Oil and gas company ExxonMobil is funneling some of its fossil fuel into data centers, in the form of a new range of immersion cooling fluids.

The products, described as a “portfolio of synthetic and non-synthetic fluids," are being launched at the Open Compute Project (OCP) Global Summit in San Jose this week, and few details have been posted as yet.

A spec sheet on the ExxonMobile site lists the following products: EM DC 3152/3150/315, 3220, 3235 Super, 3250, 1150, and 1210 (AP).

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With data centers struggling to keep up with surging demand and higher compute densities, a move to liquid cooling has long been expected. Immersion cooling tanks submerge the data center equipment in a large amount of dielectric fluid, which removes heat more efficiently than air-cooling.

Various immersion cooling fluids are available, and users will have to make a choice based on thermal capacity and physical attributes such as viscosity at various temperatures. Early versions of cooling systems used 3M Novec, a PFAS chemical that has since been withdrawn by 3M.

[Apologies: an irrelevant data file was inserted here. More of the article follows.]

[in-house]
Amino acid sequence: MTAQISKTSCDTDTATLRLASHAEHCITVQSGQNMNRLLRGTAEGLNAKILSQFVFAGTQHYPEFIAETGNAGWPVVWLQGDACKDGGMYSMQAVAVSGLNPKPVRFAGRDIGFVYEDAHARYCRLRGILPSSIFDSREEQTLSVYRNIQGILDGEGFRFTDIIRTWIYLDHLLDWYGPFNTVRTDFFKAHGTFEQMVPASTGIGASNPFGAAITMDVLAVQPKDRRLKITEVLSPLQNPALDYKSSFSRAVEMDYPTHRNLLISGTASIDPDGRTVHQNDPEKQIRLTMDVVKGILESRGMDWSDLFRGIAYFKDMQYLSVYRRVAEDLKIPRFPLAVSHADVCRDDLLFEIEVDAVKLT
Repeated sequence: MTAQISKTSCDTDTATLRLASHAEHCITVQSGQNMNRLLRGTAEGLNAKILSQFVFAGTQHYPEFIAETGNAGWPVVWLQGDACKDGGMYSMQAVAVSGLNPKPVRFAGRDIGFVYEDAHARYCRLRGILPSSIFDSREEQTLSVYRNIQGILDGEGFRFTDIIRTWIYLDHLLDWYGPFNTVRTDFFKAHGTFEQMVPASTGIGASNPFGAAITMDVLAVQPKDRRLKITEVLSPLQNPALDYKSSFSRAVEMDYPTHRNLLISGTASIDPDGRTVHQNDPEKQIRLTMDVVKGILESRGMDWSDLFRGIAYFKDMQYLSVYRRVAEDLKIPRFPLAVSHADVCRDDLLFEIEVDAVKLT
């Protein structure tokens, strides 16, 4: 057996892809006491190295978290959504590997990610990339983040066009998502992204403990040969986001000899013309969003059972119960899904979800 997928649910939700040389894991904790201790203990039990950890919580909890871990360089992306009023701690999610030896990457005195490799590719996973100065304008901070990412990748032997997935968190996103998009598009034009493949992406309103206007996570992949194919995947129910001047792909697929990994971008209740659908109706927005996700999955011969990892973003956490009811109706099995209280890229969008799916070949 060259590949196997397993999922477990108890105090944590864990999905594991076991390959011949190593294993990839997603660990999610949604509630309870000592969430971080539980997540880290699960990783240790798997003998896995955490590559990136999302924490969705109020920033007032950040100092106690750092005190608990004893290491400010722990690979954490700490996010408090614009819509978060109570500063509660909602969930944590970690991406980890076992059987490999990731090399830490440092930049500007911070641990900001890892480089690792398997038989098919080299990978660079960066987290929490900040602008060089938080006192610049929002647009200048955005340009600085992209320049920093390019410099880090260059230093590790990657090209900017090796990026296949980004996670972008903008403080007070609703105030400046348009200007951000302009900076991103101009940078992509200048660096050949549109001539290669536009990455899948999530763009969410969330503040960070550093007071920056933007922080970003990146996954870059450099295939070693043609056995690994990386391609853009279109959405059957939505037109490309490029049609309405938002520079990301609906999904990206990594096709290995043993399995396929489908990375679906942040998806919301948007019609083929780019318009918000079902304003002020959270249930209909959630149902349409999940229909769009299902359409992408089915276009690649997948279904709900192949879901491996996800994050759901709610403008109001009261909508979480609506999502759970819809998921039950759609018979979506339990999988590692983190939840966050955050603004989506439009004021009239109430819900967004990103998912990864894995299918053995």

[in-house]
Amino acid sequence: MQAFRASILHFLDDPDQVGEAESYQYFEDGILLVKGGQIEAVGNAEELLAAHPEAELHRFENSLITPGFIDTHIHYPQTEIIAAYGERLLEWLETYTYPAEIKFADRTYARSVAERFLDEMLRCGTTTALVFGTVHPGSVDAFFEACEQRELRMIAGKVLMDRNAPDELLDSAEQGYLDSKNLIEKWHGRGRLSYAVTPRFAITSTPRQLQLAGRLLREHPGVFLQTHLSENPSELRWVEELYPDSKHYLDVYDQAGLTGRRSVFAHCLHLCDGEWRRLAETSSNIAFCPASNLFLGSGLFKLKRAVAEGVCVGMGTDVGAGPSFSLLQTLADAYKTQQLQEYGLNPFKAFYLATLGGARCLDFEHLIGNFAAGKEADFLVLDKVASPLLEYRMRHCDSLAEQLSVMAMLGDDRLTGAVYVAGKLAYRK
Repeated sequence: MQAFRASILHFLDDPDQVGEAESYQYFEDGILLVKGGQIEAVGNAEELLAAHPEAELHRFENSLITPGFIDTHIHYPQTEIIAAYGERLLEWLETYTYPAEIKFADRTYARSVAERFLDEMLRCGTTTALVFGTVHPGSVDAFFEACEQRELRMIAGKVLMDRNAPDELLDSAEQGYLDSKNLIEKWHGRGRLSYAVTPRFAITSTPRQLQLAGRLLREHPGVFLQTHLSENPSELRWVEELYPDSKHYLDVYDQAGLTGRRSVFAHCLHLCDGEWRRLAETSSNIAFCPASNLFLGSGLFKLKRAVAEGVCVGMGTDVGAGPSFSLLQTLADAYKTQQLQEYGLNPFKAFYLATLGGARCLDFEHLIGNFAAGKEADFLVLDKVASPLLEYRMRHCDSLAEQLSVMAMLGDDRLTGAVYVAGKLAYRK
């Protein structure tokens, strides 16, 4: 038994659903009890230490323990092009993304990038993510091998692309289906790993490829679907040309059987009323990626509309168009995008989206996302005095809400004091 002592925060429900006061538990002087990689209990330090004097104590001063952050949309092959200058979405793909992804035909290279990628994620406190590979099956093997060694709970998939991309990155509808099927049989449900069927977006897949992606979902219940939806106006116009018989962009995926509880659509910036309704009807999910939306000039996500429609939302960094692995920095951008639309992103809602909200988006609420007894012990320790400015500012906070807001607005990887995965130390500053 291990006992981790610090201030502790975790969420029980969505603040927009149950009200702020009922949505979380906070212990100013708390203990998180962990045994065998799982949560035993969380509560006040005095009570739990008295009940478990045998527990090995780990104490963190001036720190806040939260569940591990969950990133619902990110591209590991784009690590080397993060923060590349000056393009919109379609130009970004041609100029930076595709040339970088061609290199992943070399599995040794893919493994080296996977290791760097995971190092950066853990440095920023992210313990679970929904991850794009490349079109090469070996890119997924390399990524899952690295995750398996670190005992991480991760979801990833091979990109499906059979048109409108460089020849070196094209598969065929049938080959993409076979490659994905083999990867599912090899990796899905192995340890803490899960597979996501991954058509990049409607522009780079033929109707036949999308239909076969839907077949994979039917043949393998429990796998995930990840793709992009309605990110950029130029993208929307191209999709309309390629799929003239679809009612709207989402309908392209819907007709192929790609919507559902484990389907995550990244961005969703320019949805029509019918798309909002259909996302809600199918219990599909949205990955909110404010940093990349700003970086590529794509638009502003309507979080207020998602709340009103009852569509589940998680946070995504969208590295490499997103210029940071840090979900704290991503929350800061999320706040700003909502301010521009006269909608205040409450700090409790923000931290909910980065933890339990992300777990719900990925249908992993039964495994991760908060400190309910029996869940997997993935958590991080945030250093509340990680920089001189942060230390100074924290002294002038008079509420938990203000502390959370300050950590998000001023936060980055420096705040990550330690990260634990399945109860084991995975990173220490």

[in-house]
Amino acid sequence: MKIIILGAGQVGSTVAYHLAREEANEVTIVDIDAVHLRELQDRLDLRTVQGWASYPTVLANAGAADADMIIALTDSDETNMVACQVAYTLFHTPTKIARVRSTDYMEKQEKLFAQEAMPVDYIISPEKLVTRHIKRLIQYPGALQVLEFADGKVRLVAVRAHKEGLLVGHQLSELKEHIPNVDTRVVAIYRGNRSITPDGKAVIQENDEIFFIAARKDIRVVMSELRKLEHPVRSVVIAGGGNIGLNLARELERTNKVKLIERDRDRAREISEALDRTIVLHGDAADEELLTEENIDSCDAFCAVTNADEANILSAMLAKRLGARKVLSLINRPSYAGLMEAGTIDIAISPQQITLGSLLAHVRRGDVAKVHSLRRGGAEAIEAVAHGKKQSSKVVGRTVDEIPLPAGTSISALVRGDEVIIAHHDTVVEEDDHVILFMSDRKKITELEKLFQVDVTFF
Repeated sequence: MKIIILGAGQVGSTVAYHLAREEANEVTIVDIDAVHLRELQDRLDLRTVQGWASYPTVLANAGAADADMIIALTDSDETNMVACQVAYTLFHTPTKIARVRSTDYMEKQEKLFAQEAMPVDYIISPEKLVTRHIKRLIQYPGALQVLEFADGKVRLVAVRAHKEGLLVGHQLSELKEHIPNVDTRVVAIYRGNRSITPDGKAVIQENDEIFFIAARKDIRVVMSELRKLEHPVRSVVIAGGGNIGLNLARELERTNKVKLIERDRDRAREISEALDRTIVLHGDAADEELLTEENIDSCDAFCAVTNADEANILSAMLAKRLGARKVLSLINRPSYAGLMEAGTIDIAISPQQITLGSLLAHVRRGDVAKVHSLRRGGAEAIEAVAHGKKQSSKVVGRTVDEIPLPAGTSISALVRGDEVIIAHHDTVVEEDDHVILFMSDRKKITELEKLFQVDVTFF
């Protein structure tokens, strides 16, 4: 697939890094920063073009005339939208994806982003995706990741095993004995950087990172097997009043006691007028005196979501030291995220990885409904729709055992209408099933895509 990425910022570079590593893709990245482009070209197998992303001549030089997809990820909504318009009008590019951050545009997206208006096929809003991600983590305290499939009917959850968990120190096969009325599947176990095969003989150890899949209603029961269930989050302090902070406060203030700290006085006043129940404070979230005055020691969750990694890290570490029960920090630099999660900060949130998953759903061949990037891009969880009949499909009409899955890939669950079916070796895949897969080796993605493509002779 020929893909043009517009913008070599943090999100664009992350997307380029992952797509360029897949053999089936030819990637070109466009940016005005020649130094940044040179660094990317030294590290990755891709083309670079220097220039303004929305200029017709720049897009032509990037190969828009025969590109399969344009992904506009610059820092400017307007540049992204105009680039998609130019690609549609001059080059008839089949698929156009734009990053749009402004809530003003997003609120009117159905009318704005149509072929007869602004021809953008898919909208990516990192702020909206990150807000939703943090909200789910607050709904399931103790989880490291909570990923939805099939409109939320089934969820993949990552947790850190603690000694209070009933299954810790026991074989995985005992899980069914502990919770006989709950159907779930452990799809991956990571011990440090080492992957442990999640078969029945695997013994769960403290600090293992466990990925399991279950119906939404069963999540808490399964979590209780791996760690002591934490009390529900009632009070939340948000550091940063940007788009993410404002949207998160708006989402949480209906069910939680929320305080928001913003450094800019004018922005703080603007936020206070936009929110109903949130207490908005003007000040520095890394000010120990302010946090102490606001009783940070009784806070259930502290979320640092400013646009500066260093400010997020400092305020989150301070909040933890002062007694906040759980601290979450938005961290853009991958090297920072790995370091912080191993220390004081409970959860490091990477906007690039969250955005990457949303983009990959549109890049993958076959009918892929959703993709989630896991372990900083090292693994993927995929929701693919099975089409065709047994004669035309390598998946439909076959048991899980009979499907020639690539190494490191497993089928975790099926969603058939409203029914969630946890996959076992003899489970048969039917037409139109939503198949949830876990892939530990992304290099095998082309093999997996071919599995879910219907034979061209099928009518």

“Achieving the right balance between heat transfer, flashpoint, and materials compatibility is essential for optimal data center server component performance,” said Alistair Westwood, global marketing manager, ExxonMobil Product Solutions.

ExxonMobil claims that its fluid reduces the total cost of ownership of IT equipment by up to 40 percent compared to air-cooling and improves power usage effectiveness (PUE).

ExxonMobil’s wider environmental credentials are not so good of course. The company became aware of climate change caused by fossil fuel activity in 1981 and for years paid millions of dollars funding studies that denied this.

UN guidance now is that fossil fuel exploration must cease to keep the planet’s temperature at a manageable level, but ExxonMobil is planning to continue expanding fossil fuel production. It has promised to eliminate emissions from all of its production activities by 2050, but takes no responsibility for the vastly higher emissions from the oil and gas it supplies to customers.

Plant-based immersion cooling fluid is available from US food giant Cargill.